Wednesday, May 30, 2012

Apparently This

Last Month I had the displeasure of writing about something truly appalling: a dying library.

In that post I put up my friend's question "what's next." On the last day of school I got a video that answered that. It was of a library full of kids.

Some of them were lying on the floor resort books into discard and save piles. In a generation known for thinking of themselves it was all about others. Every book that went into the save pile was saved for someone.  2001 made them think of Thor. The Uglies looked like something Rossie might be interested in. Redwall looked like Dylan's type of book.

A group set in a big circle sorting through the boxes of rejects making sure no one had missed something good. Every once in a while they'd bring a stack to their teacher and ask if these books were important. The books they brought were ones they'd never read on their own but somehow suspected, based on no previous knowledge, were important. They were books like The Red Badge of Courage, A Tale of Two Cities, and The Scarlet Letter.

A forth group was working on "The List." There are over two hundred books on the list so far, and it's growing every day. It's their dream list of what their library would have in it if they had unlimited funds and free rain. It also contains the Battle of the Books titles, the New York Times Bestsellers, and the Newberry and Caldecott winners for the past ten years. The books you suggested are there too.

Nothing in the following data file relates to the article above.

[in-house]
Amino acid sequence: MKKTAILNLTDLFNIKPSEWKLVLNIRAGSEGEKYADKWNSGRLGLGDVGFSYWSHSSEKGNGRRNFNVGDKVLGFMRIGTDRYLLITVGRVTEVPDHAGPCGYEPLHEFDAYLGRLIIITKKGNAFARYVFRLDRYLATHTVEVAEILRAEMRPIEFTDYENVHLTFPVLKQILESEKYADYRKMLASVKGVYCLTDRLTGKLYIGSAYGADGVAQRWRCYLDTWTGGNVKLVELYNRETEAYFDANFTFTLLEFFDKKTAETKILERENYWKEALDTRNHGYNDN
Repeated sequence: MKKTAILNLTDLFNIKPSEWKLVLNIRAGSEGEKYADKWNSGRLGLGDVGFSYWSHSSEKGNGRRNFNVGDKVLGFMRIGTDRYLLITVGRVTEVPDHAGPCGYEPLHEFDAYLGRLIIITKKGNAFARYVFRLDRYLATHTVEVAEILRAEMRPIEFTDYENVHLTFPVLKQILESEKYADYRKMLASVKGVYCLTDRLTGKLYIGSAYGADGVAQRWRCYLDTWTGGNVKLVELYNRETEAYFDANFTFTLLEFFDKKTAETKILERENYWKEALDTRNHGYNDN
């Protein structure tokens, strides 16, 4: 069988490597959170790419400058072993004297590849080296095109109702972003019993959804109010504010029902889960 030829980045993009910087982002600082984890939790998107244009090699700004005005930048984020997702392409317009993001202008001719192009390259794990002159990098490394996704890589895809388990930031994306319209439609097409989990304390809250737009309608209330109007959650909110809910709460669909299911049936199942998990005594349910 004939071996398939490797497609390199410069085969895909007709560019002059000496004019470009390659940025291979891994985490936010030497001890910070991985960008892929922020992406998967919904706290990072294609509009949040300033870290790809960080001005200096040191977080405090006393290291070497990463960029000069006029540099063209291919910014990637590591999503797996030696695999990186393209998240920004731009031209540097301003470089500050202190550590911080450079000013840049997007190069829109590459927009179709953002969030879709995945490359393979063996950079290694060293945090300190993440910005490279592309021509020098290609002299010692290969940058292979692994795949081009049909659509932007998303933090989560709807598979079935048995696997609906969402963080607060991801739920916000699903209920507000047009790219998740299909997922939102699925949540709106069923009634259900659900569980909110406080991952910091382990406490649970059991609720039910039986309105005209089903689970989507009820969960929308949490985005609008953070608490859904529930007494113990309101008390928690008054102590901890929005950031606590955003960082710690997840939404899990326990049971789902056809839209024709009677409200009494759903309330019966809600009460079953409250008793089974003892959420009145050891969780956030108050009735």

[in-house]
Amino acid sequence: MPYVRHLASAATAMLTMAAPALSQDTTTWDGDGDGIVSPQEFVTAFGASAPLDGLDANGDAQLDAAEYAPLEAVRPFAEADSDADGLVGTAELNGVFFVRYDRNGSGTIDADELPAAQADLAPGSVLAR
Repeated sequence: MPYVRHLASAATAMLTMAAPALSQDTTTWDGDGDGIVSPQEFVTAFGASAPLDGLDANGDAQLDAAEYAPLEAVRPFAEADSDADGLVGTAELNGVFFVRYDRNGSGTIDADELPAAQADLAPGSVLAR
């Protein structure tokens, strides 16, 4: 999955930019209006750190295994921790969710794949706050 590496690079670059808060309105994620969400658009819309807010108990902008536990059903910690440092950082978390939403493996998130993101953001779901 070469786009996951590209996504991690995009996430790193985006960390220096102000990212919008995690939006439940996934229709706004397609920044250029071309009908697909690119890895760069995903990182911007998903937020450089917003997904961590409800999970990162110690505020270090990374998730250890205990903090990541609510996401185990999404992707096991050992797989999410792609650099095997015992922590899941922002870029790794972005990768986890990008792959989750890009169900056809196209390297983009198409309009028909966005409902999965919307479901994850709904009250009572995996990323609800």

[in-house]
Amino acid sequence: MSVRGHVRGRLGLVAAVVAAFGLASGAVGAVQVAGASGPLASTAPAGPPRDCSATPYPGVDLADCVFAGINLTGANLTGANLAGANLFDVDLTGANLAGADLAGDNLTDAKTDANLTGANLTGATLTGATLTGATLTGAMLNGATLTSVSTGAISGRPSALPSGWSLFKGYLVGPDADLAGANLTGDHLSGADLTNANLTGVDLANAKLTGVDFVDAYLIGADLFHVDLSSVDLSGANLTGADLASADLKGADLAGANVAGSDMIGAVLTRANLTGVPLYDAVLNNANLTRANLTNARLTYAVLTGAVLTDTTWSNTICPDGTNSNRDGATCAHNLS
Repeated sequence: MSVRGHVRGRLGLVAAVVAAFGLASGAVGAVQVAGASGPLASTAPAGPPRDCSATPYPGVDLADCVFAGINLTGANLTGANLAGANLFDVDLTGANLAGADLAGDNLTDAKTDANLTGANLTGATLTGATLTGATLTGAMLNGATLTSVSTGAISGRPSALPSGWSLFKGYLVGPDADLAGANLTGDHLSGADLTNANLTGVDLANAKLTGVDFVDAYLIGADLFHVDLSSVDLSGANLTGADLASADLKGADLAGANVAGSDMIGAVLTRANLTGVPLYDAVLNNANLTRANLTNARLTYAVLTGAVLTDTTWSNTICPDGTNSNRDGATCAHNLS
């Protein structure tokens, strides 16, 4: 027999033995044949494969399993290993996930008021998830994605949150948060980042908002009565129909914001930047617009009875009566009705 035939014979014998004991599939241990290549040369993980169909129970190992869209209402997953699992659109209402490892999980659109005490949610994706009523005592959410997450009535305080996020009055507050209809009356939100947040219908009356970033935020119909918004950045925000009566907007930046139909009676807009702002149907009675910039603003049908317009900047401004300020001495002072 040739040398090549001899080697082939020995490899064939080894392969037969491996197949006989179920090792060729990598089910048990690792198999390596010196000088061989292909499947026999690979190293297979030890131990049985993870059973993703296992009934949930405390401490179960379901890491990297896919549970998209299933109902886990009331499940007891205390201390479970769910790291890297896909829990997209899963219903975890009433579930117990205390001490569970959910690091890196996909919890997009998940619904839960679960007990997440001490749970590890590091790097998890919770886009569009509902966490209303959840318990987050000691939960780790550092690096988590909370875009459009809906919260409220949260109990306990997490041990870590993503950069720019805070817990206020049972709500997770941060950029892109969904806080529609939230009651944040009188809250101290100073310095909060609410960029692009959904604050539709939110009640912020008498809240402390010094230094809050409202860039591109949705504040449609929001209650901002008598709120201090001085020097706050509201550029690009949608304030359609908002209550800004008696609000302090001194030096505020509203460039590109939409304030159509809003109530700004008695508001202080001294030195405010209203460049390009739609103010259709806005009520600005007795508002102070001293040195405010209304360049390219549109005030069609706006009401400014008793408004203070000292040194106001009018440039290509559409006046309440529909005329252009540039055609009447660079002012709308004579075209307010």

Some of the titles are underlined in jell pens, circled in pencil, or stared with smelly markers. These were the books the kids were doing all of this for. They were series like the Hunger Games, Graceling, and Lord of the Rings. Anything by Rick Riordan or Gary Paulsen. They were also the books their teacher is working two jobs to help them buy and the books the kids drop their spare change into a jar to help pay for.

They've still hardly scratched the surface, but the most important thing is now the kids are interested.

If you have any gently used YA books that you would like to donate to a library in need please let me know. Every little bit helps.



KarenG said...

My publisher, WiDo, will often donate print copies of books to school libraries. If that will help, just send a request to

The Blogger Girlz said...

Wow, that's great! You have such a nice publisher. -Aaron

Gilly said...

I have many I would donate. Some of them are ARCs - would that be okay?

Do you need a list? Please email me at gillysegal at gmail dot com and let me know how I can help.

Anonymous said...

Wow. I can't imagine not having books. I definitely take my school library for granted, it's where I get all my books. Hope the kids get their books! :)

The Blogger Girlz said...

Gilly- That's great. I'll e-mail you.

Madeline Jane- Neither can I, but the kids that are really suffering there are the ones who don't have a problem living without books, which is heart breaking in and of itself.